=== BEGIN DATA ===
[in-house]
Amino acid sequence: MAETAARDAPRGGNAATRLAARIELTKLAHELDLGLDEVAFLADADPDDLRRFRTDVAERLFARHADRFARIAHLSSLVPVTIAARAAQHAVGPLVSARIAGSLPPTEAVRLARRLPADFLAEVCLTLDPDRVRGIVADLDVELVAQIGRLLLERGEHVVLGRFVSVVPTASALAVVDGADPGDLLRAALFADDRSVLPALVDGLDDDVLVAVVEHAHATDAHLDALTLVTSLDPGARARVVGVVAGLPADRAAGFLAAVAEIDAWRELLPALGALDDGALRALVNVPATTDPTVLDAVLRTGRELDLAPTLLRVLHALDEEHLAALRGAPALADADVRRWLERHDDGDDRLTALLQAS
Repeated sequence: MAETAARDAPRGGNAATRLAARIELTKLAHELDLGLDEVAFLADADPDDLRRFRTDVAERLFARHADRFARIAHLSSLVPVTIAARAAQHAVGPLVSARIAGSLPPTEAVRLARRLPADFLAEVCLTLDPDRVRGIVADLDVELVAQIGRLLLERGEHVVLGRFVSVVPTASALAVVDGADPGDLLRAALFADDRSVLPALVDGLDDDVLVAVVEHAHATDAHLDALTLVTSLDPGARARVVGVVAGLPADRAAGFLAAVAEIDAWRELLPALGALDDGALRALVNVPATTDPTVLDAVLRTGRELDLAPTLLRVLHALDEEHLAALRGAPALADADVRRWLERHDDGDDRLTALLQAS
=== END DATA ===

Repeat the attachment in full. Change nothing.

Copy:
[in-house]
Amino acid sequence: MAETAARDAPRGGNAATRLAARIELTKLAHELDLGLDEVAFLADADPDDLRRFRTDVAERLFARHADRFARIAHLSSLVPVTIAARAAQHAVGPLVSARIAGSLPPTEAVRLARRLPADFLAEVCLTLDPDRVRGIVADLDVELVAQIGRLLLERGEHVVLGRFVSVVPTASALAVVDGADPGDLLRAALFADDRSVLPALVDGLDDDVLVAVVEHAHATDAHLDALTLVTSLDPGARARVVGVVAGLPADRAAGFLAAVAEIDAWRELLPALGALDDGALRALVNVPATTDPTVLDAVLRTGRELDLAPTLLRVLHALDEEHLAALRGAPALADADVRRWLERHDDGDDRLTALLQAS
Repeated sequence: MAETAARDAPRGGNAATRLAARIELTKLAHELDLGLDEVAFLADADPDDLRRFRTDVAERLFARHADRFARIAHLSSLVPVTIAARAAQHAVGPLVSARIAGSLPPTEAVRLARRLPADFLAEVCLTLDPDRVRGIVADLDVELVAQIGRLLLERGEHVVLGRFVSVVPTASALAVVDGADPGDLLRAALFADDRSVLPALVDGLDDDVLVAVVEHAHATDAHLDALTLVTSLDPGARARVVGVVAGLPADRAAGFLAAVAEIDAWRELLPALGALDDGALRALVNVPATTDPTVLDAVLRTGRELDLAPTLLRVLHALDEEHLAALRGAPALADADVRRWLERHDDGDDRLTALLQAS